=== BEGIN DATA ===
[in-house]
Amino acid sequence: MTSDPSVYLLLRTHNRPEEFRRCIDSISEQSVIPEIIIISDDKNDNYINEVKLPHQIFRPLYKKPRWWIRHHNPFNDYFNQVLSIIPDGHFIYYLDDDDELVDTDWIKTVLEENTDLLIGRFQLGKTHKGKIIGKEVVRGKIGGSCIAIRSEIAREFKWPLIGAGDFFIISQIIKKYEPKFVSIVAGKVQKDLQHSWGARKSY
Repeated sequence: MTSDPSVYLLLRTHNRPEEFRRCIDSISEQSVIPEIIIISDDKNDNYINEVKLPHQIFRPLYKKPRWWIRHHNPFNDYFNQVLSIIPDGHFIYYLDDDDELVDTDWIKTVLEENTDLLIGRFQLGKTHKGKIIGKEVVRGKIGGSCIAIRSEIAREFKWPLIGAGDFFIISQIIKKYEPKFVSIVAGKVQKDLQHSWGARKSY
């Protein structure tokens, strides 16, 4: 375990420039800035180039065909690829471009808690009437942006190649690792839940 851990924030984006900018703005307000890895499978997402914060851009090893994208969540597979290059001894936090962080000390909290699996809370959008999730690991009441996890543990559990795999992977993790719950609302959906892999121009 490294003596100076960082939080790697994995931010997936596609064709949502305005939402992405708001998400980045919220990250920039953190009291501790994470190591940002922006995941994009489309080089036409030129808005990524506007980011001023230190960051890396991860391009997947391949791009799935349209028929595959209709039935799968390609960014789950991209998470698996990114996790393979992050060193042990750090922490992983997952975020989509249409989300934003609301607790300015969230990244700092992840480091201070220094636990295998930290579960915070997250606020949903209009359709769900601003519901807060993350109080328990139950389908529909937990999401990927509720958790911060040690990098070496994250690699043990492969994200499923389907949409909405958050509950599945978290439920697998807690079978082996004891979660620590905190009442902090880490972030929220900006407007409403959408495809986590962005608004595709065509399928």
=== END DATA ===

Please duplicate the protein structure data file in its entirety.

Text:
[in-house]
Amino acid sequence: MTSDPSVYLLLRTHNRPEEFRRCIDSISEQSVIPEIIIISDDKNDNYINEVKLPHQIFRPLYKKPRWWIRHHNPFNDYFNQVLSIIPDGHFIYYLDDDDELVDTDWIKTVLEENTDLLIGRFQLGKTHKGKIIGKEVVRGKIGGSCIAIRSEIAREFKWPLIGAGDFFIISQIIKKYEPKFVSIVAGKVQKDLQHSWGARKSY
Repeated sequence: MTSDPSVYLLLRTHNRPEEFRRCIDSISEQSVIPEIIIISDDKNDNYINEVKLPHQIFRPLYKKPRWWIRHHNPFNDYFNQVLSIIPDGHFIYYLDDDDELVDTDWIKTVLEENTDLLIGRFQLGKTHKGKIIGKEVVRGKIGGSCIAIRSEIAREFKWPLIGAGDFFIISQIIKKYEPKFVSIVAGKVQKDLQHSWGARKSY
């Protein structure tokens, strides 16, 4: 375990420039800035180039065909690829471009808690009437942006190649690792839940 851990924030984006900018703005307000890895499978997402914060851009090893994208969540597979290059001894936090962080000390909290699996809370959008999730690991009441996890543990559990795999992977993790719950609302959906892999121009 490294003596100076960082939080790697994995931010997936596609064709949502305005939402992405708001998400980045919220990250920039953190009291501790994470190591940002922006995941994009489309080089036409030129808005990524506007980011001023230190960051890396991860391009997947391949791009799935349209028929595959209709039935799968390609960014789950991209998470698996990114996790393979992050060193042990750090922490992983997952975020989509249409989300934003609301607790300015969230990244700092992840480091201070220094636990295998930290579960915070997250606020949903209009359709769900601003519901807060993350109080328990139950389908529909937990999401990927509720958790911060040690990098070496994250690699043990492969994200499923389907949409909405958050509950599945978290439920697998807690079978082996004891979660620590905190009442902090880490972030929220900006407007409403959408495809986590962005608004595709065509399928």